Censorship has been outsourced to private actors

Much like the social surveillance system under which we live (voluntarily, it must be said), the modern thought police regime is not a product of the state. Censorship has been outsourced to private companies and zealous volunteers, who are themselves often exercising their free speech rights in the course of policing others’ speech. From a legal standpoint, this is of course distinct from government censorship, and therefore not a First Amendment issue. No one has a right to a subreddit or a Twitter handle or a New York Times op-ed.

Yet it would be a mistake to say that these companies and individuals don’t or can’t pose a threat to free speech in the broader, cultural sense. To do so, you would have to ignore the market power of the relatively few actors that control the channels of speech in the modern era. The collapse of local media and the consolidation of firms within the industry, for example, have endowed the remaining actors with the power to filter the coverage of events and viewpoints that millions of Americans are exposed to. Do you trust them not to use it?

Over half of Americans get their news through Facebook, which is known to have manipulated users’ feeds to alter their emotions. Some 80% of search engine traffic flows through Google, home to famously opinionated, activist employees. About a quarter of journalists turn to Twitter—the use of which has been shown by at least one study to affect journalists’s judgement of newsworthiness—as their primary news source. The case of social media platforms and search engines is particularly illustrating: while they are private actors that users engage with of their own volition, network effects are built into their business models, meaning once established, they’re not as vulnerable to competition as other businesses and products are.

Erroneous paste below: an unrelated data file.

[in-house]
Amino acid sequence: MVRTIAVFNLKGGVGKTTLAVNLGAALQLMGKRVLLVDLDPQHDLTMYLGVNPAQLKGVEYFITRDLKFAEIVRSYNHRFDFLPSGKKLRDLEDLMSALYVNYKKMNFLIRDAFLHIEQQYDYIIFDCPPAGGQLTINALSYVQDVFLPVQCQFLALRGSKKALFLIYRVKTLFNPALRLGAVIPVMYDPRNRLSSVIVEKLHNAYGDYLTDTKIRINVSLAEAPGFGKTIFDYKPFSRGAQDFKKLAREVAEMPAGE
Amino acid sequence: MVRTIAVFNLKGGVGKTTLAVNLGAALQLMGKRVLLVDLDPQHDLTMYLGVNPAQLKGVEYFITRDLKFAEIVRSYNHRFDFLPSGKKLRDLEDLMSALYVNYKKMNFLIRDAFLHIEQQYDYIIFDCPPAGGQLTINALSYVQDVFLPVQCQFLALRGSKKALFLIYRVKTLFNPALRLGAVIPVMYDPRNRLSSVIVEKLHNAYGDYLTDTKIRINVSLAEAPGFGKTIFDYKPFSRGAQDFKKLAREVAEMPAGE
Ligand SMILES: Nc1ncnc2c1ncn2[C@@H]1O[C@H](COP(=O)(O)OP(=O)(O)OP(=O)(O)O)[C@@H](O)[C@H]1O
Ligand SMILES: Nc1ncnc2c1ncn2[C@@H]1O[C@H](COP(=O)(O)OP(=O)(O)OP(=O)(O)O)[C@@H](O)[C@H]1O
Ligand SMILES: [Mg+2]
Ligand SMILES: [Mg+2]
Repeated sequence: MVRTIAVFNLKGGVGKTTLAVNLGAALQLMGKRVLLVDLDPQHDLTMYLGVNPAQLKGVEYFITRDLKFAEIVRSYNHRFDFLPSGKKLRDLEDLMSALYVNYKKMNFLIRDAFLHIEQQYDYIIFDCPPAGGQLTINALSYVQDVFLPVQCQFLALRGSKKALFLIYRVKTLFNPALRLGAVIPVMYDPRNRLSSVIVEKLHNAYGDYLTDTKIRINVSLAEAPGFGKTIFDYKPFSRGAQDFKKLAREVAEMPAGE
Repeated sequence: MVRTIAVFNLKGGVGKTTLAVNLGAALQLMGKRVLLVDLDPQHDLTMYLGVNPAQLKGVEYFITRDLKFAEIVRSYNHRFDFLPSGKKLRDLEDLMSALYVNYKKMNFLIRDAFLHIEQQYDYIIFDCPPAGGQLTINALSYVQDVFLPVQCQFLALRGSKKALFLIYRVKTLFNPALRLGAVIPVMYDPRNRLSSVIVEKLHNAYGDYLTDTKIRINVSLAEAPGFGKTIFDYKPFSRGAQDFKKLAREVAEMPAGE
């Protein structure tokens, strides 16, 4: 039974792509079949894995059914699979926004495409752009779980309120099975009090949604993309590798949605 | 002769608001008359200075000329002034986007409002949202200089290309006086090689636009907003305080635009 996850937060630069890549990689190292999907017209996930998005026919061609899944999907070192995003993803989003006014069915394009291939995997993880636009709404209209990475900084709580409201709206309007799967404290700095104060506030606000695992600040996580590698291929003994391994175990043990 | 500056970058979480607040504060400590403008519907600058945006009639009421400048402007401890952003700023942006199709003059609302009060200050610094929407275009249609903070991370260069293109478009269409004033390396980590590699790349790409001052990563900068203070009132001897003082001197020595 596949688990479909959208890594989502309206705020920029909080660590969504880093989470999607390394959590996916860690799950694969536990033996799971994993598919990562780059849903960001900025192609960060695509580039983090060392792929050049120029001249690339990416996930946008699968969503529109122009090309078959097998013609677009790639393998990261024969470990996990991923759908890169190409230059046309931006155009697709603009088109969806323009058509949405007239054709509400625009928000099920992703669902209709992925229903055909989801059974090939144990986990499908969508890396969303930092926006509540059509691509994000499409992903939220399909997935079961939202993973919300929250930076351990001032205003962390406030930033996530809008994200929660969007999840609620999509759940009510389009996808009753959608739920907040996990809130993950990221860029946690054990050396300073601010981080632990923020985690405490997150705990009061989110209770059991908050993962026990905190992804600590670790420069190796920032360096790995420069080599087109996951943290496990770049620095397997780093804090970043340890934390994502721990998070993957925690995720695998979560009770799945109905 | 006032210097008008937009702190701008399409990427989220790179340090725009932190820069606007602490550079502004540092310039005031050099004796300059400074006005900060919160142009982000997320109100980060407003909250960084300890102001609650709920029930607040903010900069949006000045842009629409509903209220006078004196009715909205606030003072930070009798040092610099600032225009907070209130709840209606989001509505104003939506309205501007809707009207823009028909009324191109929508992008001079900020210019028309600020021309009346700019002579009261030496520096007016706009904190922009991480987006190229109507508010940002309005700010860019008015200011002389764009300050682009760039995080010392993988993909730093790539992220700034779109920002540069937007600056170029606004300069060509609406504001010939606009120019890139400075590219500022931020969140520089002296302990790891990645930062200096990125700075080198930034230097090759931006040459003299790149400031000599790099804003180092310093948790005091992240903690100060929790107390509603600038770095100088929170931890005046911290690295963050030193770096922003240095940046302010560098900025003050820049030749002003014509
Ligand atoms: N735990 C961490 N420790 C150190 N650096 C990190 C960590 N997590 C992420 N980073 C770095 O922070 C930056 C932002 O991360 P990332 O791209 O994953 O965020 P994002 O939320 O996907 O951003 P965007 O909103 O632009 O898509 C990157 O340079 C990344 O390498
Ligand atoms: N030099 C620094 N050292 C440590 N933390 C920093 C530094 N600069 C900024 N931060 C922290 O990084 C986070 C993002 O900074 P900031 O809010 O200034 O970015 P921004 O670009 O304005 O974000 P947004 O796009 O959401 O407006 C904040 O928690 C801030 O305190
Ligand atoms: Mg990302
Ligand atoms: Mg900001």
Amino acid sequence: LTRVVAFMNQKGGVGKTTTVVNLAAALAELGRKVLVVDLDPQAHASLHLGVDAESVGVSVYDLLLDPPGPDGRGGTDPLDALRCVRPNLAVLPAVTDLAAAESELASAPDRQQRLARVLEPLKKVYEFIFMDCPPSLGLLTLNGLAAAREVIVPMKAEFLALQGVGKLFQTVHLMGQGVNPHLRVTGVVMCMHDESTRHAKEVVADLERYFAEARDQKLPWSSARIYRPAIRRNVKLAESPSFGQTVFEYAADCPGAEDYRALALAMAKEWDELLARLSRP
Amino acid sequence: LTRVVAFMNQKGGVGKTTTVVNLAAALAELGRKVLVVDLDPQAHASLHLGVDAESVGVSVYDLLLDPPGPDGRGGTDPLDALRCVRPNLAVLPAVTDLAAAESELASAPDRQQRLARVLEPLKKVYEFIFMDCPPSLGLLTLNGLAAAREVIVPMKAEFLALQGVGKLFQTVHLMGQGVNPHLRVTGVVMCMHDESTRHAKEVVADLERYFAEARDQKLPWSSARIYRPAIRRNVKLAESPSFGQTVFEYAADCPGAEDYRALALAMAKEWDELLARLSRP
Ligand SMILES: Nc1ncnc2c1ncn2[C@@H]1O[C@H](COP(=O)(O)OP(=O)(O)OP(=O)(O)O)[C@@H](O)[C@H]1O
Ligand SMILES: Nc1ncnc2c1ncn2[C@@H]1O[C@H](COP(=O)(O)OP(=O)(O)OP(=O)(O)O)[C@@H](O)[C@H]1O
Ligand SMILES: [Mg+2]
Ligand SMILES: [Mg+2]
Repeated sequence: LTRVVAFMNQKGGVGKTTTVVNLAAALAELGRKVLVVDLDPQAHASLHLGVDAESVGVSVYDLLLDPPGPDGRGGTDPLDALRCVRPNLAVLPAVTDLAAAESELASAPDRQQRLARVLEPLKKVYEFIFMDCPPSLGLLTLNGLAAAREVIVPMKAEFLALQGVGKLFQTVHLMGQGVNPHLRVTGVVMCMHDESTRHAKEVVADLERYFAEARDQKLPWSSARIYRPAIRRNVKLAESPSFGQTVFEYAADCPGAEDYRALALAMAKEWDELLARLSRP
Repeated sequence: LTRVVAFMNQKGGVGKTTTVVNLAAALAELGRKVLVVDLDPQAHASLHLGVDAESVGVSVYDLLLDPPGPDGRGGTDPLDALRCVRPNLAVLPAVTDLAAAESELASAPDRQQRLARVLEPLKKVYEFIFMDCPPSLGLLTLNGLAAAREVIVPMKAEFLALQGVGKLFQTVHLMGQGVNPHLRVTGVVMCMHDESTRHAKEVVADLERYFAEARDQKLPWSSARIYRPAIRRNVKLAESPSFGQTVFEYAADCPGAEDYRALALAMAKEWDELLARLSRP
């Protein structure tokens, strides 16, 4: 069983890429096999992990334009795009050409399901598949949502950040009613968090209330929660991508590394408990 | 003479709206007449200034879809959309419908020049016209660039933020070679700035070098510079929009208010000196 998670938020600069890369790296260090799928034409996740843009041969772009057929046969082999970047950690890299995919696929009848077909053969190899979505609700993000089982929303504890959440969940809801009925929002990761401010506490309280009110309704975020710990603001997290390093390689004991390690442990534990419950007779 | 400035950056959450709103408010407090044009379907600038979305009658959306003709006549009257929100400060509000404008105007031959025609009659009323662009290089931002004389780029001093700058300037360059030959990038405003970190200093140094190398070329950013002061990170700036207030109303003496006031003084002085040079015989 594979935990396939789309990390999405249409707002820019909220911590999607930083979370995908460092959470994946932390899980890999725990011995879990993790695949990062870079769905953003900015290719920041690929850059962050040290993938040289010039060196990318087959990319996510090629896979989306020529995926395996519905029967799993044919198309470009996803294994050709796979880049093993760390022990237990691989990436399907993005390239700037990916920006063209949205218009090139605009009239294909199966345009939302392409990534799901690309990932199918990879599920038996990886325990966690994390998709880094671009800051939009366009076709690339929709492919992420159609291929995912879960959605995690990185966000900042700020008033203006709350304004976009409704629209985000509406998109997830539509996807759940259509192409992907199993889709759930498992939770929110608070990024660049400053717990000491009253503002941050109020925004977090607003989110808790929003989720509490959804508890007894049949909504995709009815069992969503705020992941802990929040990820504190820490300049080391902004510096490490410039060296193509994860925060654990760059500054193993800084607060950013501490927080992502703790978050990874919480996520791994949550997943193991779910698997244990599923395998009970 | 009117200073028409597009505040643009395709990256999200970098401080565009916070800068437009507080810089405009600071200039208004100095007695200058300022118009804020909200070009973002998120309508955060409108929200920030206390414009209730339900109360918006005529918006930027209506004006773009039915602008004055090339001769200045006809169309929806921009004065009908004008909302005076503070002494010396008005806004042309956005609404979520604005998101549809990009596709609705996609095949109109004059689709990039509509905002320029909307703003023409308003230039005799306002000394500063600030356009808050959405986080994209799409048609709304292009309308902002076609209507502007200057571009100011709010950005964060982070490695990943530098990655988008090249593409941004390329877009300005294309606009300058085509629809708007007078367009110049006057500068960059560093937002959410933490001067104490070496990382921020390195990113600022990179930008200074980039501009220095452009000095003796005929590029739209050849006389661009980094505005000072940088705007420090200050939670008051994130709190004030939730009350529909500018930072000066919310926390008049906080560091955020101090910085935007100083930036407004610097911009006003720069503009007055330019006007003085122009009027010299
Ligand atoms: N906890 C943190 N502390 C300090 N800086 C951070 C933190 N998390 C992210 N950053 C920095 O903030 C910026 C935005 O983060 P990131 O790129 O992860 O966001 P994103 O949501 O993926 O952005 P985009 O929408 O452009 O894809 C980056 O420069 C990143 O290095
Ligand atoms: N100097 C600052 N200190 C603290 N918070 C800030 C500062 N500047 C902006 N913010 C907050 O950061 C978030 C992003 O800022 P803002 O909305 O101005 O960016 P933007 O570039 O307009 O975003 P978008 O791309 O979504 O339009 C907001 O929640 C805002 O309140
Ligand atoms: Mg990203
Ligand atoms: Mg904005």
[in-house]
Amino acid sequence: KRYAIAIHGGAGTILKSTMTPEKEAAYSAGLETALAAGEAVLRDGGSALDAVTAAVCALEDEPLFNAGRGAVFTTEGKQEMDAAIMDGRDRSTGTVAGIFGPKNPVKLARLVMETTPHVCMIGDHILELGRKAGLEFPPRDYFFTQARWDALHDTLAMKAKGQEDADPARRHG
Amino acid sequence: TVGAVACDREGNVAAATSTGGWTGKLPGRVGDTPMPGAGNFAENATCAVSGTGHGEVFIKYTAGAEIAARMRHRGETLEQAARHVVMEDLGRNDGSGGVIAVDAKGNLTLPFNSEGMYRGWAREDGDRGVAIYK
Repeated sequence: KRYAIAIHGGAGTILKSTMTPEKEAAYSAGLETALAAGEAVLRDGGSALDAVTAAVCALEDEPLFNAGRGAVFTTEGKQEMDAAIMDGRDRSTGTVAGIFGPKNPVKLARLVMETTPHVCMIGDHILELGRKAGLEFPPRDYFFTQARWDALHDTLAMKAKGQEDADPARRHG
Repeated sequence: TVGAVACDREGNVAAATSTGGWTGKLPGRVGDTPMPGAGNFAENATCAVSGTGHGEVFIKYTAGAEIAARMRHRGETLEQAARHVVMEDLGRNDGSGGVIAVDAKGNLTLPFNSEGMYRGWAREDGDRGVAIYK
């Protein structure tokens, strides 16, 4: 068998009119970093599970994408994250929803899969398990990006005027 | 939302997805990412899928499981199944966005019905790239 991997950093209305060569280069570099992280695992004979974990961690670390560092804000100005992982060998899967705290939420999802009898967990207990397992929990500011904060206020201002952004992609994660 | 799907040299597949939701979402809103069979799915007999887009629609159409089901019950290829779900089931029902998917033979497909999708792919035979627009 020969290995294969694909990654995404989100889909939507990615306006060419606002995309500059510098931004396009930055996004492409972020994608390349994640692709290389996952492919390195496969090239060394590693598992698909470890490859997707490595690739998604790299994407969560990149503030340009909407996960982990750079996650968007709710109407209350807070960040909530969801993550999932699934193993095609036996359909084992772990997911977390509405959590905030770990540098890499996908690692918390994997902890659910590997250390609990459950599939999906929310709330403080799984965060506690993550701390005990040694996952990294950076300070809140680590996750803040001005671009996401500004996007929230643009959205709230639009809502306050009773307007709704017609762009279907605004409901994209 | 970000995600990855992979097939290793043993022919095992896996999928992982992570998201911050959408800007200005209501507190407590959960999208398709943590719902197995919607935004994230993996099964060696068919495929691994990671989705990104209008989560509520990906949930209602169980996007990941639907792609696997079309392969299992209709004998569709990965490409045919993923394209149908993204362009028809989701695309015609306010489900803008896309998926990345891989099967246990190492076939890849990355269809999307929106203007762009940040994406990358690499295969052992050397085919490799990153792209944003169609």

These companies are well within their legal rights to create their own policies and remove content that violates them, to algorithmically promote or suppress content on their properties, or to flag content as misinformation if they deem it so. But to deny that in doing so they might chill, stifle, or otherwise impact free expression is fanciful.

There are no easy fixes

Part of the irony of this problem is that addressing it in the most straightforward way (through policy or regulation) would actually represent a huge step in the wrong direction. Do I worry about the market power of companies that control the modern channels of speech? Yes, especially given the political power dynamics at play in many of our most powerful institutions. Do I think media polarization is dangerous and bad? You bet. But maintaining the independence of private actors, and thus the core of the First Amendment, is more important than the pursuit of an ephemeral unbiased public sphere.

That’s fine, because this isn’t a policy problem. It’s a cultural problem, and it requires a cultural solution: a revival of free speech culture and the virtues upon which it rests. We need to check our instincts to banish things we don’t like, and we need to voice our skepticism of those who over rely on the power of censorship.**** (It would probably also be a good idea for individuals to rethink how they use the internet.)